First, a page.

Bereen Hassoun, a nurse and a mother, gave a harrowing account to the Act for Ghouta collective of her everyday life in these conditions. Global Voices published her testimony on February 20, 2018.

She described how people suffered from the cold and had little access to the most basic amenities. Diseases circulated easily between the children due to the unsanitary living conditions.

Children hiding from shelling in Harasta, Eastern Ghouta. Photo by Mohammed Rabee for the Damascus Media Center, used with permission.

She said the siege fundamentally affected her ability to provide for the most basic needs of her children. She described the guilt she felt as she ate secretly, away from the eyes of her children, because she couldn't handle the hunger anymore:

What is motherhood when you can't even buy a “piece of biscuit” for your son, or ensure a child’s most basic needs because they're too expensive, too far out of reach, or not there at all because of the siege? When you eat quietly, it feels as if you’re stealing. You eat just because you can’t stand hunger anymore. How do you live when you have to lie to your son, trying to convince him that radishes are in fact apples?

Read more: “Do Others Know We Exist?”: A Nurse's Testimony from Syria's Besieged Eastern Ghouta

‘We have not witnessed a ceasefire of even five minutes’

On February 24, the UN Security Council adopted resolution 2401 that demanded a 30-day ceasefire that would enable the sustained delivery of humanitarian aid and the evacuation of the critically sick and wounded. However, the VDC noted no significant reduction in violence.

On February 27, 2018, Russia unilaterally announced a five-hour daily truce that would allow for the establishment of humanitarian corridors.

In a testimony collected for Global Voices by Act for Ghouta and published on March 1, 2018, Aous Al Mubarak, a dentist in Harasta, showed no surprise at the non-compliance to the ceasefire:

We have grown used to statements from major powers that contradict their actions. The reality is that we have not witnessed a ceasefire of even five minutes over the past ten days.

Photo by Samir Al Doumy. Used with permission. Source.

Aous recounted the long plight of Ghouta since the start of the uprising in 2011 and pointed out that the area under opposition rule has made “great strides in democratic self-governance.” However, he added:

[…] all of this is continuously undermined by the attacks on civilians by the Assad regime. The number of dead in Ghouta has reached the tens of thousands, among them those whose requests for medical evacuation were denied by the Assad regime. Despite all the rhetoric about de-escalation and truce agreements, the regime’s crimes have never stopped. Ghouta’s residents hear the news and statements then look at their reality only to find nothing has changed.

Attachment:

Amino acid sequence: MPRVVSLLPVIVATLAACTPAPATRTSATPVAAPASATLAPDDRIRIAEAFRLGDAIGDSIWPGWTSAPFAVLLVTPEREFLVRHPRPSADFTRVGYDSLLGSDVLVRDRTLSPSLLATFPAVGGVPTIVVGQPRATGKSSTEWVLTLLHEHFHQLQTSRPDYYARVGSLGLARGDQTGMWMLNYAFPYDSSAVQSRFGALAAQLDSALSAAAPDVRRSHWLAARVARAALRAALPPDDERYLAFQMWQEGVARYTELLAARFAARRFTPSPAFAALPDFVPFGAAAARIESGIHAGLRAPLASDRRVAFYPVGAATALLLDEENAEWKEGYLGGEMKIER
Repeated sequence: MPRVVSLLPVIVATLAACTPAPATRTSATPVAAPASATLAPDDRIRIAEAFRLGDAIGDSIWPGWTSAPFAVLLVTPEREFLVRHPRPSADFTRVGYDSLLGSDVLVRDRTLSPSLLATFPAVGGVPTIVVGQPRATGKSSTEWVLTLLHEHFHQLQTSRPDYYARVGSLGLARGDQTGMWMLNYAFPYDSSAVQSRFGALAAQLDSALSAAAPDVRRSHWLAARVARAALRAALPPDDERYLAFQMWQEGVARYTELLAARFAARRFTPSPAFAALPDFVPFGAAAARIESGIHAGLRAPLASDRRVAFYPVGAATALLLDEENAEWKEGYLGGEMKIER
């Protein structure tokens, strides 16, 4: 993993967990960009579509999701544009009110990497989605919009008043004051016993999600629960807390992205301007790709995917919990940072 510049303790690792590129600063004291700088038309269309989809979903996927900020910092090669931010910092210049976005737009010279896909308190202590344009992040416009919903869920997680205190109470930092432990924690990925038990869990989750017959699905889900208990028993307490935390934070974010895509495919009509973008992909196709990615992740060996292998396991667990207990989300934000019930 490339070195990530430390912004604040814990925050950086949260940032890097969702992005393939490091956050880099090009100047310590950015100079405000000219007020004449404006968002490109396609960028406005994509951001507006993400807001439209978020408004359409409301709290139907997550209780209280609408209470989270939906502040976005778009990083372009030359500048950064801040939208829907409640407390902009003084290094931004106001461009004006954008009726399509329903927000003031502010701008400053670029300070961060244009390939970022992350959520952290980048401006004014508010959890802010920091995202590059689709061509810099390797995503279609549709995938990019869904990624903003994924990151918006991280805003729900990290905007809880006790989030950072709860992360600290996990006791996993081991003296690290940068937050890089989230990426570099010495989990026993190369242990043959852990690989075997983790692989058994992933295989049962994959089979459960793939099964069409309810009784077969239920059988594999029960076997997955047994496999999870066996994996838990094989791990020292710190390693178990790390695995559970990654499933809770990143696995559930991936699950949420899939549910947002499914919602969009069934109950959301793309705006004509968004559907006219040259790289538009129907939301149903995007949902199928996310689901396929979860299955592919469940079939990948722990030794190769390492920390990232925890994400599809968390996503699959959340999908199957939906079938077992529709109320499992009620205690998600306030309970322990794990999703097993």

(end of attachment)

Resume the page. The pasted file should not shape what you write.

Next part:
Read more: ‘May It Be a Quick Death!’ The Testimony of East Ghouta Dentist Aous Al Mubarak

‘Silence in the safest thing you can do’

Showing signs of solidarity with Ghouta from elsewhere in Syria has been dangerous. While the majority of people in Damascus remained silent, whether out of fear or conviction, there are those who denounced the offensive on Ghouta anonymously.

Global Voices’ Maria Mattar spoke with three of them in March 2018. Ahmad (a pseudonym), originally from Harasta in the Eastern Ghouta, observed:

Employees from Ghouta are closely monitored. You have to be careful to not even show sympathy. You have to weigh your words carefully. […]

You risk being suspected of having links with ‘terrorists’, you can lose your job if someone tips you off. You risk even detention. Generally speaking, there is a tacit understanding that silence in the safest thing you can do. […]

When co-workers complain about shells and rocket attacks and call for ‘wiping Ghouta out’ in retaliation for the rockets, all you can do is grin and bear it. I feel deeply embittered. I have friends and relatives there. I have my house which I am sure is a big pile of rubble now. I have my childhood and youth memories there.

Read more: In Damascus, Solidarity with Besieged East Ghouta is Dangerous

When will the suffering end?

The Syrian regime and its Russian ally have taken over Ghouta. As has happened throughout the war, the use of several unlawful weapons against Ghouta has been reported, including that of chlorine, barrel bombs, cluster bombs and incendiary weapons.

Screenshot of latest facts and figures on East Ghouta by the UN at the time of writing. Source: ReliefWeb.

Regime forces appear to be not just out to conquer, but to also destroy. With such an aim, the people of Ghouta will most likely continue to suffer.

Read more Global Voices’ coverage of Eastern Ghouta and the war in Syria:

This page was written by Leila Sibai.